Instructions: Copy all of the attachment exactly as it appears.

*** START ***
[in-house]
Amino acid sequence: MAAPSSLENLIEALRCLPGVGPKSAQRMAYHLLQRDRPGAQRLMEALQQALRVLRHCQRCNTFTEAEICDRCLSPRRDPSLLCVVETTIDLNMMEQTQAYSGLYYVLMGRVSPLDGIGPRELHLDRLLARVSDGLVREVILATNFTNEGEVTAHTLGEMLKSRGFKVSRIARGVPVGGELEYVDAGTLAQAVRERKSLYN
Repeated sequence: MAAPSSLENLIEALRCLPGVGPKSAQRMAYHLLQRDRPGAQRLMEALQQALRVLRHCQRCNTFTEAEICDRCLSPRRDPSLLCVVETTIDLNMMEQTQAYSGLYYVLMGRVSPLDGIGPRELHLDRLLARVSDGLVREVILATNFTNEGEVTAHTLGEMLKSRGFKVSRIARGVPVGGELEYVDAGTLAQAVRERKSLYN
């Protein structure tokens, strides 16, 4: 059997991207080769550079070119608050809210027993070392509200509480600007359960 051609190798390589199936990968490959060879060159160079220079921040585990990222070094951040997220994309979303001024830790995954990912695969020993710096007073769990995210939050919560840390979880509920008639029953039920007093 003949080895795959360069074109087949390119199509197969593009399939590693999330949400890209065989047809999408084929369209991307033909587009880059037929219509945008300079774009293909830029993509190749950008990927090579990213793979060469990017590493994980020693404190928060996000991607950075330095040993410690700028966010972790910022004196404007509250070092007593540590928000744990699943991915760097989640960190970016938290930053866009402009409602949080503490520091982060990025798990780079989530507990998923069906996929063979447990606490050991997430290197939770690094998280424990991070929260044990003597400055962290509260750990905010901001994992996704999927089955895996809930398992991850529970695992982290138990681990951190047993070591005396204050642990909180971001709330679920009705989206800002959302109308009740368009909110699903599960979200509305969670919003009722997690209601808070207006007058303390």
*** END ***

[in-house]
Amino acid sequence: MAAPSSLENLIEALRCLPGVGPKSAQRMAYHLLQRDRPGAQRLMEALQQALRVLRHCQRCNTFTEAEICDRCLSPRRDPSLLCVVETTIDLNMMEQTQAYSGLYYVLMGRVSPLDGIGPRELHLDRLLARVSDGLVREVILATNFTNEGEVTAHTLGEMLKSRGFKVSRIARGVPVGGELEYVDAGTLAQAVRERKSLYN
Repeated sequence: MAAPSSLENLIEALRCLPGVGPKSAQRMAYHLLQRDRPGAQRLMEALQQALRVLRHCQRCNTFTEAEICDRCLSPRRDPSLLCVVETTIDLNMMEQTQAYSGLYYVLMGRVSPLDGIGPRELHLDRLLARVSDGLVREVILATNFTNEGEVTAHTLGEMLKSRGFKVSRIARGVPVGGELEYVDAGTLAQAVRERKSLYN
């Protein structure tokens, strides 16, 4: 059997991207080769550079070119608050809210027993070392509200509480600007359960 051609190798390589199936990968490959060879060159160079220079921040585990990222070094951040997220994309979303001024830790995954990912695969020993710096007073769990995210939050919560840390979880509920008639029953039920007093 003949080895795959360069074109087949390119199509197969593009399939590693999330949400890209065989047809999408084929369209991307033909587009880059037929219509945008300079774009293909830029993509190749950008990927090579990213793979060469990017590493994980020693404190928060996000991607950075330095040993410690700028966010972790910022004196404007509250070092007593540590928000744990699943991915760097989640960190970016938290930053866009402009409602949080503490520091982060990025798990780079989530507990998923069906996929063979447990606490050991997430290197939770690094998280424990991070929260044990003597400055962290509260750990905010901001994992996704999927089955895996809930398992991850529970695992982290138990681990951190047993070591005396204050642990909180971001709330679920009705989206800002959302109308009740368009909110699903599960979200509305969670919003009722997690209601808070207006007058303390």